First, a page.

Things to be Careful About When Transcribing Oral Histories

by | Published on Feb 25, 2015 | Interview Transcription

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Oral HistoriesOral history is an important element in historical research. Researchers collecting and studying historical information about individuals, key events or everyday activities use audiotapes or videotapes to record interviews. The transcription of these interviews provides documented evidence for research and future reference. The contents of an interview are very well emphasized in a transcript, which would also enable archiving. By transcribing this verbal record, an individual’s experiences associated to a specific period or event is made readily accessible. However, going by some important consideration can ensure quality in oral history transcription:

  • Verbatim transcription is advisable to clearly convey ideas transparent. The oral history shows the perspective of the speaker and so paraphrasing should be avoided. A word-for-word description of the matter would certainly meet the objectives when transcribing an oral history project.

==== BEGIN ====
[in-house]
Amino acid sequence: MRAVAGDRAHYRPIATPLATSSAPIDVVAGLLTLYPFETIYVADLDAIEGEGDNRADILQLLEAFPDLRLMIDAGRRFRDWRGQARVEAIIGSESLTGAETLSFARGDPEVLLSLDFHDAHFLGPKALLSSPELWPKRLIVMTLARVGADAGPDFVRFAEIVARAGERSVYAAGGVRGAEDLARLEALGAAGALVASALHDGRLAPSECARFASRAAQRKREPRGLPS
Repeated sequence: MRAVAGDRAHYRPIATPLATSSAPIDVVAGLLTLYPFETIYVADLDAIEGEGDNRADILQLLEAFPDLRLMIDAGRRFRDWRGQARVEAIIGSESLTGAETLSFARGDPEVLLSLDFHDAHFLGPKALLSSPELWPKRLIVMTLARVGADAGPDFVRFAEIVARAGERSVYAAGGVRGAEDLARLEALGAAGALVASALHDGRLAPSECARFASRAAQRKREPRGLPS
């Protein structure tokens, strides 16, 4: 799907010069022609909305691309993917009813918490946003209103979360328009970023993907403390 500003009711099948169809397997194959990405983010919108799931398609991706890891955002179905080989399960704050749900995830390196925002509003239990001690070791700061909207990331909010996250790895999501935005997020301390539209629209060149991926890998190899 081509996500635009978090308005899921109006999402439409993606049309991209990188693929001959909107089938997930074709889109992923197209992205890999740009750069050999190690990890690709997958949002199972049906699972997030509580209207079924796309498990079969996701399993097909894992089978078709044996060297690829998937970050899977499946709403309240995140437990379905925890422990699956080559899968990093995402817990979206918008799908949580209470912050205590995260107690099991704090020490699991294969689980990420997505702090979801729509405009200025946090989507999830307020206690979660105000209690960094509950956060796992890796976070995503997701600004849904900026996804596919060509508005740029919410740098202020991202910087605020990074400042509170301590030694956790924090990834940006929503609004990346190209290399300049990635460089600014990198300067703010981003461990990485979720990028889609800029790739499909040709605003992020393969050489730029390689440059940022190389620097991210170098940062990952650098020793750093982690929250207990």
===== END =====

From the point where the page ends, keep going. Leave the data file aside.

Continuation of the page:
• A lot of fillers and clipped sentences could be expected when an oral history is narrated. So intelligent editing is often necessary to make the matter clearer to the end user. Professional transcriptionists usually ask their clients’ permission to edit the oral history.
  • When transcribing oral history, research is important to ensure that misspellings do occur not occur in the names of places, people, personalities and other things which the speaker mentions. Thorough research helps deliver error-free documents.
  • Another good idea is to include time codes in the transcripts, at least once in a few minutes of the recorded content. The researcher would sometimes want to know the mindset or the actual thought process of the speaker on a certain part of the document by listening to the audio. So putting a time code would help locate the specific part in the recording.
  • The oral history may not be always a one-to-one person interview; it could be a group discussion with more than one speaker. So the transcriptionist should find out the names of the speakers and clearly identify them to avoid confusion.

The documentation of oral history projects is best done by a professional. This will ensure a thorough revision of the document based on narrator changes as well as assistance for digital archiving of the interview transcripts.

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